After our train ride across the South Island, we opted to fly from Christchurch up to Wellington rather than renting a car and retracing that part of our route.
The world has drastically changed since our last flight 4 months ago, and we weren’t quite sure what to expect. The Christchurch airport was quiet, and some shops were closed, but there were travelers. The short flight turned out to be perfectly normal. We arrived at a busy Wellington airport and made our way to our downtown apartment. My first impression: we’re in a big city, with tall buildings and traffic!
Wellington, which sits at the southern end of the North Island, is the nation’s capital. Downtown Wellington is bustling, with businesspeople and bureaucrats running to and fro. It was the middle of the winter break for schools, and there were plenty of tourists around too. Most were local, but there are also thousands of foreigners still in the country on either tourist or work visas. We’ve heard many different languages in our time in New Zealand.
Wellington offers an abundance of activities. One morning we rode the cable car up to the botanical gardens and enjoyed a lovely stroll through the gardens back to the city center. On another day Nate and I hiked Mount Victoria. Kiwis are a rather outdoorsy bunch, and it’s been wonderful to have so many well-maintained walking and hiking trails throughout the country.
We signed up for a special kids’ tour of parliament, which was quite informative. For us the highlight of the tour was a visit to the press briefing room. We were already quite familiar with the room: during lockdown, the Prime Minister and Director-General of Health gave their daily televised update in the room. It was a bit surreal to stand on the same stage that the PM used to address the nation during a national crisis.
We made sure to visit the Weta Cave, home of the special effects company known for their work in movies like the Lord of the Rings trilogy. We saw actual props from some of those movies, and others. While many props are made of foam or rubber, so-called “hero” props used in closeups have to be real. There is enough work creating these that Weta has a swordsmith on staff!
Weta’s work isn’t only found in the movies. Te Papa, the excellent National Museum, has an exhibit on the Battle of Gallipoli. Nearly 3000 NZ soldiers were killed in this WWI campaign, and the battle seems to form a major part of New Zealand’s military identity. The exhibit features larger-than-life reproductions of several kiwis in various scenes from the battle. These statues (sculptures? mannequins?) were created by Weta, and they are absolutely perfect. They look exactly like real humans, down to details like pores and nose hairs. Each one is about 12 feet tall, but they are so realistic that your brain sort of overlooks that fact and says “yep, that’s a real person.” It’s unsettling and compelling.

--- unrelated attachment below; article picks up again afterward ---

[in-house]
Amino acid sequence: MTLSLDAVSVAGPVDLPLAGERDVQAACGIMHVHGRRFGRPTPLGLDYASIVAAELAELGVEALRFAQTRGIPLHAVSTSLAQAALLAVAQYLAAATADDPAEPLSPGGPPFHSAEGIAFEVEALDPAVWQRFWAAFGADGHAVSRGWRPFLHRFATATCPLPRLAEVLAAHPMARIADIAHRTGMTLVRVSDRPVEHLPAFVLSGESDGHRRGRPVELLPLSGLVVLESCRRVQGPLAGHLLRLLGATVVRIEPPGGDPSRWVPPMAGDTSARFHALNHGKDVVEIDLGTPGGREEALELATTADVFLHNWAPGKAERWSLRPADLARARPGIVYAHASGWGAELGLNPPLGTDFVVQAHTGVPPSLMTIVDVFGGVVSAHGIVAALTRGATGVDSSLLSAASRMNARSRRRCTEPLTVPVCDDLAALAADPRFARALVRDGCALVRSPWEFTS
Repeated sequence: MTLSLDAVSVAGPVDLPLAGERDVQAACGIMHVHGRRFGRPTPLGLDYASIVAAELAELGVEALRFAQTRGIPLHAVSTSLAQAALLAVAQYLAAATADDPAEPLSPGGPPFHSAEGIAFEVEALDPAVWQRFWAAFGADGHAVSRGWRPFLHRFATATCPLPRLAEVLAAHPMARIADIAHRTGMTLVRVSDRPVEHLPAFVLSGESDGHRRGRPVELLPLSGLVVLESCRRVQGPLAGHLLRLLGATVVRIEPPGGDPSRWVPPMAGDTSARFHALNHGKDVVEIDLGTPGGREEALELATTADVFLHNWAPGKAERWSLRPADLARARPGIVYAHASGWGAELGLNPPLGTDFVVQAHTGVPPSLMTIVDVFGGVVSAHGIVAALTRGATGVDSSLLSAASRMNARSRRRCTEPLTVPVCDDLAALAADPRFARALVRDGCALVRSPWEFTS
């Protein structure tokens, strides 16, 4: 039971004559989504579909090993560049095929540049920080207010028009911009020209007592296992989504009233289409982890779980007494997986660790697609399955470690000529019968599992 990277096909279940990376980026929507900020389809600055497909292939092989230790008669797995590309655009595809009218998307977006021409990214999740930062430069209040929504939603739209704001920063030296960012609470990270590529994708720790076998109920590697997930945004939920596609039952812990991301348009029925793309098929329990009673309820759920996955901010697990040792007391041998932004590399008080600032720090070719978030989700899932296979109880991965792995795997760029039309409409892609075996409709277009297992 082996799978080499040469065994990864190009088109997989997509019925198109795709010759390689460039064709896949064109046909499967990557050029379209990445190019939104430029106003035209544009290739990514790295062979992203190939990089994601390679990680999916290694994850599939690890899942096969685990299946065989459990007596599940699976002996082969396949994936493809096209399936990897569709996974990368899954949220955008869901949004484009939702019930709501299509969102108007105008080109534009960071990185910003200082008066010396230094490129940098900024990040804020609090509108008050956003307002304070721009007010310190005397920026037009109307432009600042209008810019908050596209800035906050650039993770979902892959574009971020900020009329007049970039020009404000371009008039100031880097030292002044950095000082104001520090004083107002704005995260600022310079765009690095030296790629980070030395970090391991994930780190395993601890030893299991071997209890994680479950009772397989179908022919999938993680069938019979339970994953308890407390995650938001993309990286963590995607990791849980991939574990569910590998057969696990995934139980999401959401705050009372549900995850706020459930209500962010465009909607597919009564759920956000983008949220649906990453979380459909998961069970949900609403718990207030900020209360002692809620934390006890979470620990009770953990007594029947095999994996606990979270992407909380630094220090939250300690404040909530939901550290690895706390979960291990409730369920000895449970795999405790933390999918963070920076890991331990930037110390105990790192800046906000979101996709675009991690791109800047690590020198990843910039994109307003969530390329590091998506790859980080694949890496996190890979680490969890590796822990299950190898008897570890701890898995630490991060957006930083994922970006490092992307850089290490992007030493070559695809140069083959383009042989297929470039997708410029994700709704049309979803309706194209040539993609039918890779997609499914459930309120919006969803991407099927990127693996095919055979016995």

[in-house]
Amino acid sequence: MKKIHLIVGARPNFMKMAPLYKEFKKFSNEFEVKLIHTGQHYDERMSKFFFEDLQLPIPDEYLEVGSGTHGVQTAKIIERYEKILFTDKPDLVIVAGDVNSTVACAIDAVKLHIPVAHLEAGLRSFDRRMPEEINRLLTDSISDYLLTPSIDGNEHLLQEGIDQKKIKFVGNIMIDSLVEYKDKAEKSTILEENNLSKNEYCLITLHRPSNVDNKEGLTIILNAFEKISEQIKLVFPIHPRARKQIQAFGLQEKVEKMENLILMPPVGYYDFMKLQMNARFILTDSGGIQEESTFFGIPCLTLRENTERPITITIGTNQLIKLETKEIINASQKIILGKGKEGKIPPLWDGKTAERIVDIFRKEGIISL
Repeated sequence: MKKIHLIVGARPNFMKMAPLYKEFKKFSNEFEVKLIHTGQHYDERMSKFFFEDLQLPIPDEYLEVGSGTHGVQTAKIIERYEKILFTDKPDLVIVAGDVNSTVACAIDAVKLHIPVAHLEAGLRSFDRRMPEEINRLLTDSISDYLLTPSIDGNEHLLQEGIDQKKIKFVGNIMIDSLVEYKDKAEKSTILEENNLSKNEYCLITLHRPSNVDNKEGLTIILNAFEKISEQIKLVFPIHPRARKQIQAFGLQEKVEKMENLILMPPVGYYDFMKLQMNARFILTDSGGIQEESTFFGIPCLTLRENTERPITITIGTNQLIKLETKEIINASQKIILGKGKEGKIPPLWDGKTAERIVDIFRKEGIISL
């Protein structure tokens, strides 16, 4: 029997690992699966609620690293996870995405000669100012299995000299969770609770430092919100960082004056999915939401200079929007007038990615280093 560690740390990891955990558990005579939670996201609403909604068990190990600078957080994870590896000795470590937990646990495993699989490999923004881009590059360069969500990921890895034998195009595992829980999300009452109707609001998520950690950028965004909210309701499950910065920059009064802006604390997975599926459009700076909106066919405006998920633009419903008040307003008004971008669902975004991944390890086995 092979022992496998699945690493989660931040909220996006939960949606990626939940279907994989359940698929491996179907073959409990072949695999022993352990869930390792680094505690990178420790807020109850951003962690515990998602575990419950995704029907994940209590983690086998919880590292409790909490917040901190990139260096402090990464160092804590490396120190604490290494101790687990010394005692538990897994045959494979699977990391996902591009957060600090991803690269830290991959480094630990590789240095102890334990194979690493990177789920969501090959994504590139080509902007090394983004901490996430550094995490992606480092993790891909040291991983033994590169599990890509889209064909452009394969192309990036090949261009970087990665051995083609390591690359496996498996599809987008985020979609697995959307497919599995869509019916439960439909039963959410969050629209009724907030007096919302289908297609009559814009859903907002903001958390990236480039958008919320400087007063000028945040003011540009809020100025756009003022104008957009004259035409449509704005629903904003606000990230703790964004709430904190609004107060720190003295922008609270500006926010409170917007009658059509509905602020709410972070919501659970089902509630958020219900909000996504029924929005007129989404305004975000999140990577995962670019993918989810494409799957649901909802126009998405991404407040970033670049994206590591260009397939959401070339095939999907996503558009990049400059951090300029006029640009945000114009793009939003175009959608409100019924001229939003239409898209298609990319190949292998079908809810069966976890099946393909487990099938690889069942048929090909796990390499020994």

Te Papa also features exhibits about the Maori, who were excellent navigators. I was amazed at the techniques they used to sail their waka (canoes) all over the Pacific. They could tell where they were in the ocean from the currents and the patterns in the waves.
On our last day in Wellington we attended our first rugby game. Thanks to New Zealand’s handling of COVID, large gatherings are perfectly safe and we enjoyed watching the home team (the Hurricanes) beat the visiting Dunedin Highlanders. The game was fast-paced and refreshingly free of the TV timeouts and other inane delays that have just about ruined American football and major league baseball. I’m now a rugby fan, and hope it makes inroads. Rugby has everything it needs to gain popularity in the US: action, scoring, passing, fast breaks, turnovers, and large sweaty men* wrestling each other.
*or women. NZ’s women’s rugby team consistently dominates at the international level. However rugby is not as popular for women to play as the possibly made-up “netball.” Women’s netball is so popular there is a professional league that makes the sports round up on the nightly news.